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MP3 Downloads - Is this the end of DRM on Music?

I have already posted a comment that Amazon.com was selling DRM free MP3s (Sony accuses almost all owners of MP3 players of being pirates). At the time it was only US customers that were able to buy the MP3s, but since then Amazon.co.uk is now offering MP3 downloads. Since then I have now heard that iTunes are now also offering DRM free music. So the answer is already evident, DRM on music appears to be dead.

Amazon.co.uk now sells MP3 downloads that will play in all MP3 players

You can now buy MP3 downloads on Amazon.co.uk. They are not the first company to offer this, but they are the first big company and I believe this has now had a significant impact on the industry. There are a lot of real benefits to consumers which I will mention later.

What is DRM?

DRM, or Digital Rights Management is basically a means for companies to restrict what you can do with your purchase. In this case of Apple iTunes it restricts the number of devices that the track can be on. This is about 5 for iTunes so effectively you can have the same song on 2 PCs and 3 iPods, but not any more. More importantly this means that you cannot play the song through anything other than a registered iTunes player and iPod

that has been authorised to play that song. So if you then buy a Philips MP3 Player you are unable to use the songs you bought from iTunes. A similar thing happens with songs bought in Windows Media format from many of the other companies that offer music downloads.

This has a number of implications.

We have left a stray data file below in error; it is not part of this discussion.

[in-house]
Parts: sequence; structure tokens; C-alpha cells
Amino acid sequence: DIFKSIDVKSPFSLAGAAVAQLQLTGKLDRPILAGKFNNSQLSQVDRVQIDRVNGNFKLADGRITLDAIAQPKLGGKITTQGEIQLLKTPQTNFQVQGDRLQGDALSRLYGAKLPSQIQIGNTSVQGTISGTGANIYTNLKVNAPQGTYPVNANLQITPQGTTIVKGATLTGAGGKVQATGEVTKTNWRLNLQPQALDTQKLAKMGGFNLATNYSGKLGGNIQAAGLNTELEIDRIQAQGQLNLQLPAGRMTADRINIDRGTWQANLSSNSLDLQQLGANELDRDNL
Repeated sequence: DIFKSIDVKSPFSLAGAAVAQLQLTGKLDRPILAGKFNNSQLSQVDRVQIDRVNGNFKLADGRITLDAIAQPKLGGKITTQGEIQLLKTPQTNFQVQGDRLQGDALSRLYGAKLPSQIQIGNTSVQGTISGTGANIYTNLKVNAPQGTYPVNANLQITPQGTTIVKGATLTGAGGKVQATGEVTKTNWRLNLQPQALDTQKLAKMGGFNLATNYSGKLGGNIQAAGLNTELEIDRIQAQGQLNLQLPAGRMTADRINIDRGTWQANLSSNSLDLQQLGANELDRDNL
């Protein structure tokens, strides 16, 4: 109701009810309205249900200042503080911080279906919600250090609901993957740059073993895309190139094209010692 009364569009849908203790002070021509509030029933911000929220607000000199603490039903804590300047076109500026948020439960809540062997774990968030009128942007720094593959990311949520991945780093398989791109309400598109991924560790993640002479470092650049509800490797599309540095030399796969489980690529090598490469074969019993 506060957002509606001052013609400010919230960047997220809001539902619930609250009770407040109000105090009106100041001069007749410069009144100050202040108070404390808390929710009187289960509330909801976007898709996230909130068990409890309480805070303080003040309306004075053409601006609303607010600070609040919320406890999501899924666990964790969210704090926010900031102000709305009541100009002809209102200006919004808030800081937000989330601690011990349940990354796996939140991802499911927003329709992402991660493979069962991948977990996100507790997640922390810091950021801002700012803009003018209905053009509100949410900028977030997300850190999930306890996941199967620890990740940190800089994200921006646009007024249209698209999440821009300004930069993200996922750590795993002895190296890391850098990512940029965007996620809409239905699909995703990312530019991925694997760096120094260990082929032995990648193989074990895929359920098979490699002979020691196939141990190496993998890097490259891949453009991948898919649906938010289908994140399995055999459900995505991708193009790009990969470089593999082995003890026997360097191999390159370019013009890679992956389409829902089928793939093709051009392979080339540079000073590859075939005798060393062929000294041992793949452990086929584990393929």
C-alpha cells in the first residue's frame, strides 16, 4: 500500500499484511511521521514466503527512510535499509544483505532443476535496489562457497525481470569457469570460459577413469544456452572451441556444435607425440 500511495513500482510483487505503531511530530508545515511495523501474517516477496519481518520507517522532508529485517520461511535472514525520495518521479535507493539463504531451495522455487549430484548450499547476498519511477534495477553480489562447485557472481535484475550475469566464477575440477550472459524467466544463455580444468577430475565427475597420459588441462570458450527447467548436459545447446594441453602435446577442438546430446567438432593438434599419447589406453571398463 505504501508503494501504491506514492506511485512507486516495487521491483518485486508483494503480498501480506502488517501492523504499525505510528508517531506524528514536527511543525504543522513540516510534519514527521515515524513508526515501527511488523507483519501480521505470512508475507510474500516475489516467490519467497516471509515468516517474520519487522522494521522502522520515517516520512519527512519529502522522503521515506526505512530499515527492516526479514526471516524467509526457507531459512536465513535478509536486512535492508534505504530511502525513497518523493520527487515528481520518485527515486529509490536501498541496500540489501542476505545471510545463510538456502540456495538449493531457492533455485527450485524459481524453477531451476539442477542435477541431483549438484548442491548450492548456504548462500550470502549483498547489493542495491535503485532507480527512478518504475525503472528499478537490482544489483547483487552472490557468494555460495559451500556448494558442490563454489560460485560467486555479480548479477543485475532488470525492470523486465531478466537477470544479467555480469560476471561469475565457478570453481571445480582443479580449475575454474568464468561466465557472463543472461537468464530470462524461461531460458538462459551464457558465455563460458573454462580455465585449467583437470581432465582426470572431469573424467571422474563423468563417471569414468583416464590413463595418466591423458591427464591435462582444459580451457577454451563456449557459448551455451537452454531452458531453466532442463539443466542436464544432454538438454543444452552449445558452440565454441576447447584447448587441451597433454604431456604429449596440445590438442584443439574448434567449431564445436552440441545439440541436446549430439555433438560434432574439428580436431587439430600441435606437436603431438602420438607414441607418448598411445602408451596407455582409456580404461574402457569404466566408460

This has held back the sales of music downloads and potentially encouraged illegal file sharing, as they did not have any of these restrictions.

It has been possible to get around the DRM for most formats. A common method is to burn the songs to a CD and then rip it back as MP3, but having legitimately paid for a track you should not have to "defeat the protection" to be able to play the song.

What is the difference between DRM free AAC / WMA and MP3

Although AAC (the tracks used by iTunes) and WMA (used by Windows Media Player) are available without DRM this is not the same as having MP3 files. Although DRM-free files can now be exchanged more freely some of the software and hardware will not support the different formats. To ensure that the music will play in all players then MP3 should be used. Actually this isn't quite the case as some "Free" players do not include the MP3 codecs due to patent issues which exist, particularly in the US. Fortunately in Europe we do not have software patents so there is no charge for installing MP3 codecs. A completely free format would be better Ogg, although unfortunately that is not available on some players at the moment, although it is gaining momentum.

Other DRM

Unfortunately DRM still exists in other areas in particular Blu-ray discs.

It may not be a big problem for consumers today, but in the future when we want to take our videos around with us then DRM free video will be the next.

I do hope we will be able to have DRM free Blu-ray discs in future but time will tell, currently I'm still waiting to see how things develop before even considering a Blu-Ray player.

Unfortunately DRM is now on ebooks as well, although there are some good DRM free ebooks.

Amazon.co.uk MP3 downloads and Linux

Amazon.co.uk do include a downloader that can be used on some of the most common Linux distributions. I have installed and used this on Ubuntu Linux 8.10 (32bit). It does not however work easily on the 64 bit version of Ubuntu Linux. I created an entry on the Amazon.co.uk MP3 forum - running MP3 downloader on Ubuntu Linux 64bit which includes a possible fix.

Update -- Note: I have updated the comments as this does fix does not appear to work correctly - see: Amazon.co.uk MP3 downloads for Windows, Mac and Linux (but not 64bit versions) - Errors downloading to Ubuntu 8.10 AMD64

Getting started

View the instructions on the Amazon MP3 getting started page

Once you've downloaded the files import them into your favourite player and enjoy music DRM free.


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